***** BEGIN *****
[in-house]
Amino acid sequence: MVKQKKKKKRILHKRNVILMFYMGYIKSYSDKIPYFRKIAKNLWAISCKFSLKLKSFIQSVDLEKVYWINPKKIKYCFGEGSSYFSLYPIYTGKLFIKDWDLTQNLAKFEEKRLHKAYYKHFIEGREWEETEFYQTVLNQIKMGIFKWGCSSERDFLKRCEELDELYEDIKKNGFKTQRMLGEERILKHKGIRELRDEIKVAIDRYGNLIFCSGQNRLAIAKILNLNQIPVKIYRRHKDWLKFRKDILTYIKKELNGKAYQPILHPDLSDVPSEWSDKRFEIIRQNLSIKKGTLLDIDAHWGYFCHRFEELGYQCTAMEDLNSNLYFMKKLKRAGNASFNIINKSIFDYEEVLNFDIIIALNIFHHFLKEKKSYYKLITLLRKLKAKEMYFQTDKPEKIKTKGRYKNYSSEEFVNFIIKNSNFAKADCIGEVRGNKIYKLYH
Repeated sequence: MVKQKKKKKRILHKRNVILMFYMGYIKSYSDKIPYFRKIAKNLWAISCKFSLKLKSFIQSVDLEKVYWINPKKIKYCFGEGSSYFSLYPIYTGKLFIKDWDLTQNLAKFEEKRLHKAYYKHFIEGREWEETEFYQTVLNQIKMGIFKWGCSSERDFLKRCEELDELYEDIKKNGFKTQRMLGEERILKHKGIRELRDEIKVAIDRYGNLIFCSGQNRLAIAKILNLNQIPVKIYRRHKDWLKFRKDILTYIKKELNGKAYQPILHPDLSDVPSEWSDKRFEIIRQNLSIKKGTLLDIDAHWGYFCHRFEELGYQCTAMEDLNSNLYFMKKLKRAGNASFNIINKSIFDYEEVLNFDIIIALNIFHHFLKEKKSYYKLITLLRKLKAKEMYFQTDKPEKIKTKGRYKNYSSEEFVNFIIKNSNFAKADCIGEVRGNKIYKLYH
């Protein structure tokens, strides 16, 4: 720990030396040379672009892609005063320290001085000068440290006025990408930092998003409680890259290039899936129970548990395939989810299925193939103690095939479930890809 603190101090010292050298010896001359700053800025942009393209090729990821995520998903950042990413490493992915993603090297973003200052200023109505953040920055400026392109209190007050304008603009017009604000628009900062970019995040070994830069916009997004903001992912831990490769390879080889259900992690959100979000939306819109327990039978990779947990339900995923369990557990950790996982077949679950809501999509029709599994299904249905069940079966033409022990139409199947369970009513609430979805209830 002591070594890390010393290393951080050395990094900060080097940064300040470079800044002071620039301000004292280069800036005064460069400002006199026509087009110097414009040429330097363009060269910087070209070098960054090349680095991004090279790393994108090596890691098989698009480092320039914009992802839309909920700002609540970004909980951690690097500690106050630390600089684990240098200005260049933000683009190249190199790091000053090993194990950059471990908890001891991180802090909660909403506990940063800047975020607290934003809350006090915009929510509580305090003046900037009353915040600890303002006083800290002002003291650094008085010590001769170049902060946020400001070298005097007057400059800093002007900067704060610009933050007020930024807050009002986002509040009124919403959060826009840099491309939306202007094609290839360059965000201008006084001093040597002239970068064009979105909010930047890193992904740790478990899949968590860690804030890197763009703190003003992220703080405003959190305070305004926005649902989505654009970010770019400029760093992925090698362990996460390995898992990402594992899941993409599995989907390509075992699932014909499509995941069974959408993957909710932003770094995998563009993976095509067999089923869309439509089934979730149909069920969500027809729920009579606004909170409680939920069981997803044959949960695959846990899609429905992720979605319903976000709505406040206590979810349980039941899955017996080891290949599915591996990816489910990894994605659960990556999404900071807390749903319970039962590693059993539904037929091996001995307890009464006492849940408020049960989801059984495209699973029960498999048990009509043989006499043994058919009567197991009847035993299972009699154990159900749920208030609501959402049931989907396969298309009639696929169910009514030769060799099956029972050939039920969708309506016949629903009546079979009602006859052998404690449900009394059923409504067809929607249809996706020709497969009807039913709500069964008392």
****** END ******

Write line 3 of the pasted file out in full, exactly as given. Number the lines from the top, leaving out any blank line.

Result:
Repeated sequence: MVKQKKKKKRILHKRNVILMFYMGYIKSYSDKIPYFRKIAKNLWAISCKFSLKLKSFIQSVDLEKVYWINPKKIKYCFGEGSSYFSLYPIYTGKLFIKDWDLTQNLAKFEEKRLHKAYYKHFIEGREWEETEFYQTVLNQIKMGIFKWGCSSERDFLKRCEELDELYEDIKKNGFKTQRMLGEERILKHKGIRELRDEIKVAIDRYGNLIFCSGQNRLAIAKILNLNQIPVKIYRRHKDWLKFRKDILTYIKKELNGKAYQPILHPDLSDVPSEWSDKRFEIIRQNLSIKKGTLLDIDAHWGYFCHRFEELGYQCTAMEDLNSNLYFMKKLKRAGNASFNIINKSIFDYEEVLNFDIIIALNIFHHFLKEKKSYYKLITLLRKLKAKEMYFQTDKPEKIKTKGRYKNYSSEEFVNFIIKNSNFAKADCIGEVRGNKIYKLYH